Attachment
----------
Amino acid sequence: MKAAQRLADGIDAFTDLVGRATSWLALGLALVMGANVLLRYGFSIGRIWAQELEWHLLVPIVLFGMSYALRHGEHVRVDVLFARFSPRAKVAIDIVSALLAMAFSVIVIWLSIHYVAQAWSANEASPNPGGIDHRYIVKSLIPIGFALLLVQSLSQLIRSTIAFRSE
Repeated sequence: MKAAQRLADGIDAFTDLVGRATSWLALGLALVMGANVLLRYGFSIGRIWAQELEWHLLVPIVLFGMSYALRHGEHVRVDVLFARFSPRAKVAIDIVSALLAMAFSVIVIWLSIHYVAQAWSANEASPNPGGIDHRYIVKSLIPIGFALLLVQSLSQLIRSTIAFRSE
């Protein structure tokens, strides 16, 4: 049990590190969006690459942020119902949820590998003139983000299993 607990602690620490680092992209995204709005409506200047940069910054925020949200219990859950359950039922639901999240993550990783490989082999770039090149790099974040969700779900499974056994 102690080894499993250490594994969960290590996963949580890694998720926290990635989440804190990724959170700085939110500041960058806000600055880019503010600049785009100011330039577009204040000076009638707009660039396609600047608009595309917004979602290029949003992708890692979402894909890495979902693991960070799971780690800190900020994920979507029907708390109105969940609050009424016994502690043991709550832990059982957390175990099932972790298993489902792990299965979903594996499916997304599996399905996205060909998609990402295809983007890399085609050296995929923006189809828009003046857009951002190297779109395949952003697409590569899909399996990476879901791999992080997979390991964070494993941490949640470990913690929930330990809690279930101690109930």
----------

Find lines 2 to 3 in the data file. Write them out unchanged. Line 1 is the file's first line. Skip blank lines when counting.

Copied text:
Repeated sequence: MKAAQRLADGIDAFTDLVGRATSWLALGLALVMGANVLLRYGFSIGRIWAQELEWHLLVPIVLFGMSYALRHGEHVRVDVLFARFSPRAKVAIDIVSALLAMAFSVIVIWLSIHYVAQAWSANEASPNPGGIDHRYIVKSLIPIGFALLLVQSLSQLIRSTIAFRSE
């Protein structure tokens, strides 16, 4: 049990590190969006690459942020119902949820590998003139983000299993 607990602690620490680092992209995204709005409506200047940069910054925020949200219990859950359950039922639901999240993550990783490989082999770039090149790099974040969700779900499974056994 102690080894499993250490594994969960290590996963949580890694998720926290990635989440804190990724959170700085939110500041960058806000600055880019503010600049785009100011330039577009204040000076009638707009660039396609600047608009595309917004979602290029949003992708890692979402894909890495979902693991960070799971780690800190900020994920979507029907708390109105969940609050009424016994502690043991709550832990059982957390175990099932972790298993489902792990299965979903594996499916997304599996399905996205060909998609990402295809983007890399085609050296995929923006189809828009003046857009951002190297779109395949952003697409590569899909399996990476879901791999992080997979390991964070494993941490949640470990913690929930330990809690279930101690109930």